Daily Archives: May 21, 2014

The Absurdity of Failure

When all else fails, there's tea

What am I afraid of?
I’m afraid I’ll never work full-time again. Which really means ..
I’m afraid I’ll never have work that pays me a living wage.
I’m afraid I’ll have to go back to working in an office with mean, abusive people.
I’m afraid my work will never be valued.
I’m afraid I won’t be valued.
I’m afraid of going after what I really want and not succeeding.
I’m afraid to talk about my experience at Amazon.
I’m afraid I’ll die alone.
I’m afraid I’ve passed my prime/missed my opportunity.
I’m afraid I’ll write my book and no one will care.
I’m afraid to try new things related to employment.
I’m afraid to speak up for myself.
I’m afraid of failing.
I’m afraid of disappointing the people who love me.

What am I not afraid of?
I’m not afraid to travel to foreign countries where I don’t speak the language.
I’m not afraid to try new types of food.
I’m not afraid that my partner will leave me.
I’m not afraid of using technology.
I’m not afraid to talk to people.
I’m not afraid my family will stop loving me.

I seem to have two kinds of fears: the ones that paralyze me, and the ones that I can manage without feeling overwhelmed. For the ones that overwhelm me, I don’t have any way to break them into smaller components. There’s no incremental path to work through that fear. Those fears feel like a solid, massive wall without any doors or windows, no openings whatsoever.

I’m afraid of failing.

Judith Halberstam wrote a book a couple of years ago called The Queer Art of Failure. From the description about the book:

The Queer Art of Failure is about finding alternatives—to conventional understandings of success in a heteronormative, capitalist society; to academic disciplines that confirm what is already known according to approved methods of knowing; and to cultural criticism that claims to break new ground but cleaves to conventional archives. Judith Halberstam proposes “low theory” as a mode of thinking and writing that operates at many different levels at once. Low theory is derived from eccentric archives. It runs the risk of not being taken seriously. It entails a willingness to fail and to lose one’s way, to pursue difficult questions about complicity, and to find counterintuitive forms of resistance. Tacking back and forth between high theory and low theory, high culture and low culture, Halberstam looks for the unexpected and subversive in popular culture, avant-garde performance, and queer art. She pays particular attention to animated children’s films, revealing narratives filled with unexpected encounters between the childish, the transformative, and the queer. Failure sometimes offers more creative, cooperative, and surprising ways of being in the world, even as it forces us to face the dark side of life, love, and libido.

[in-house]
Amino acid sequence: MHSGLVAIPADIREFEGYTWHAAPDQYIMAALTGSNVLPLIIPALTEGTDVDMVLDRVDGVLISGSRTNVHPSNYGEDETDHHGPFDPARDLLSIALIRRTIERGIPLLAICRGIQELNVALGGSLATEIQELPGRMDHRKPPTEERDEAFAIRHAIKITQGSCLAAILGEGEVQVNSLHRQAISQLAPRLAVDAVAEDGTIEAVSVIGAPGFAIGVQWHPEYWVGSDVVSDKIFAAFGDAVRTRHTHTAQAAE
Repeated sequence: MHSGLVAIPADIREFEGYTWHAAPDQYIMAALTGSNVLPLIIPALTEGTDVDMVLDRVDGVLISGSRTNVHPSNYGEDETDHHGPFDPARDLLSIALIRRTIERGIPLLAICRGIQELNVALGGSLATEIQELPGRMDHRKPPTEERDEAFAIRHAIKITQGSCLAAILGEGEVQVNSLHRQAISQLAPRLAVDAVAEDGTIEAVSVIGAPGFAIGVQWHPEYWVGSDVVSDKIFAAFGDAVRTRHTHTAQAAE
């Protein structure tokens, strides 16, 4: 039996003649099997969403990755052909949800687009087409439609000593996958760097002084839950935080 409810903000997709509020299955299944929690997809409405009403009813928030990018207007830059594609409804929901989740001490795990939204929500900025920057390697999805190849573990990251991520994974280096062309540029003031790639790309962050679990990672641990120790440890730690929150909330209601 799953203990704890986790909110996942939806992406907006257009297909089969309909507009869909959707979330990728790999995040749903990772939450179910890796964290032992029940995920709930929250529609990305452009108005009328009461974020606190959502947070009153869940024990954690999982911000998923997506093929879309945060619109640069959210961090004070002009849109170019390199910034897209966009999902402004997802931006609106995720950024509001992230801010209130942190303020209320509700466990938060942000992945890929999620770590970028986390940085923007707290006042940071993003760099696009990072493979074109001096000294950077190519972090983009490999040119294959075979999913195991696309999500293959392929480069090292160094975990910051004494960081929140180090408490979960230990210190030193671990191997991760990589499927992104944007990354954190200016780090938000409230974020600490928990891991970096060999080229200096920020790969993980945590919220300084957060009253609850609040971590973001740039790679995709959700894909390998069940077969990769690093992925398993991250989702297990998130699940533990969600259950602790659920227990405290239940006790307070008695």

I wrote about failing a couple of months ago. Re-reading that post, I realize I have more to say. Because there’s a piece about mistakes that I haven’t addressed. In American culture, my perception is that mistakes are not tolerated. Hello, “three strikes you’re out” and all that. In my experience, mistakes weren’t tolerated in the business/work setting.

Last week I was asked where I feel free to make mistakes. “Yoga,” was the first word out of my mouth. Because the flip side of all this talk about failure is success. This is what Halberstam is getting at, too.

How have I defined success? By results. And when I look at the “results” of the fruits of my labor, I feel I have nothing to show. I recognize this is fear talking. And that’s why the yoga practice is so different. Because what are the markers of success in yoga? It’s not the physical, outer form, but inner things that are felt. Maybe they are quantifiable? But for me, the biggest markers of success in yoga are qualitative, not quantitative. I think this is the success that Halberstam may be talking about. In my failure to “make it” in the corporate, high-tech world, I’ve freed myself from even having to make the attempt. I have to keep reminding myself that there are many other arenas, many other venues, and many other ways of being in the world that are just as valid.

As I’ve said in my (hu)manifesto, failure is when you stop trying, stop making the effort. I want to create an environment for myself that not only tolerates mistakes, but encourages them. I learn from my mistakes. I don’t want to be punished by them.

Share